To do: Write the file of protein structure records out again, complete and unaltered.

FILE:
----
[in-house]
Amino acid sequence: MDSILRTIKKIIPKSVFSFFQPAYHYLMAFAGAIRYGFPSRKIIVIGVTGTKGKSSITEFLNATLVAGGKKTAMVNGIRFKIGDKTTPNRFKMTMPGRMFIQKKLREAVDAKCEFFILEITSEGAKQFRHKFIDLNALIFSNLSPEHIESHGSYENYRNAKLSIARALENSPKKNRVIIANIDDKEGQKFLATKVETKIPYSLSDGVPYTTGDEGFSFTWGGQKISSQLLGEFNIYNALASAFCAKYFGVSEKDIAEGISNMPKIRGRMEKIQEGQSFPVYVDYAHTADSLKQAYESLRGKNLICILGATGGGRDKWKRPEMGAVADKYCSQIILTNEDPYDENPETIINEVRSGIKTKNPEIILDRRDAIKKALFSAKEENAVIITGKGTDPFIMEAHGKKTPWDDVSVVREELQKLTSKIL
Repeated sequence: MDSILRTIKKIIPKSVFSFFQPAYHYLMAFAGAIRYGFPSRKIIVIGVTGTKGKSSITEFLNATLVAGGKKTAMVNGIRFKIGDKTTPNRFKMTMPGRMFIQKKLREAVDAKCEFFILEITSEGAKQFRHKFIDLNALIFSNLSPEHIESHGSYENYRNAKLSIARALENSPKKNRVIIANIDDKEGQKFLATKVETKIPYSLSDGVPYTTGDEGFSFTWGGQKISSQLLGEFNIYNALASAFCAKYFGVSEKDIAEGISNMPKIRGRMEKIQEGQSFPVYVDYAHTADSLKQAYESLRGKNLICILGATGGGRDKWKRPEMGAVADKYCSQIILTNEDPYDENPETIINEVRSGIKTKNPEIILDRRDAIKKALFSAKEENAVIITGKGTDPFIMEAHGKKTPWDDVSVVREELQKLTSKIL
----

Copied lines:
[in-house]
Amino acid sequence: MDSILRTIKKIIPKSVFSFFQPAYHYLMAFAGAIRYGFPSRKIIVIGVTGTKGKSSITEFLNATLVAGGKKTAMVNGIRFKIGDKTTPNRFKMTMPGRMFIQKKLREAVDAKCEFFILEITSEGAKQFRHKFIDLNALIFSNLSPEHIESHGSYENYRNAKLSIARALENSPKKNRVIIANIDDKEGQKFLATKVETKIPYSLSDGVPYTTGDEGFSFTWGGQKISSQLLGEFNIYNALASAFCAKYFGVSEKDIAEGISNMPKIRGRMEKIQEGQSFPVYVDYAHTADSLKQAYESLRGKNLICILGATGGGRDKWKRPEMGAVADKYCSQIILTNEDPYDENPETIINEVRSGIKTKNPEIILDRRDAIKKALFSAKEENAVIITGKGTDPFIMEAHGKKTPWDDVSVVREELQKLTSKIL
Repeated sequence: MDSILRTIKKIIPKSVFSFFQPAYHYLMAFAGAIRYGFPSRKIIVIGVTGTKGKSSITEFLNATLVAGGKKTAMVNGIRFKIGDKTTPNRFKMTMPGRMFIQKKLREAVDAKCEFFILEITSEGAKQFRHKFIDLNALIFSNLSPEHIESHGSYENYRNAKLSIARALENSPKKNRVIIANIDDKEGQKFLATKVETKIPYSLSDGVPYTTGDEGFSFTWGGQKISSQLLGEFNIYNALASAFCAKYFGVSEKDIAEGISNMPKIRGRMEKIQEGQSFPVYVDYAHTADSLKQAYESLRGKNLICILGATGGGRDKWKRPEMGAVADKYCSQIILTNEDPYDENPETIINEVRSGIKTKNPEIILDRRDAIKKALFSAKEENAVIITGKGTDPFIMEAHGKKTPWDDVSVVREELQKLTSKIL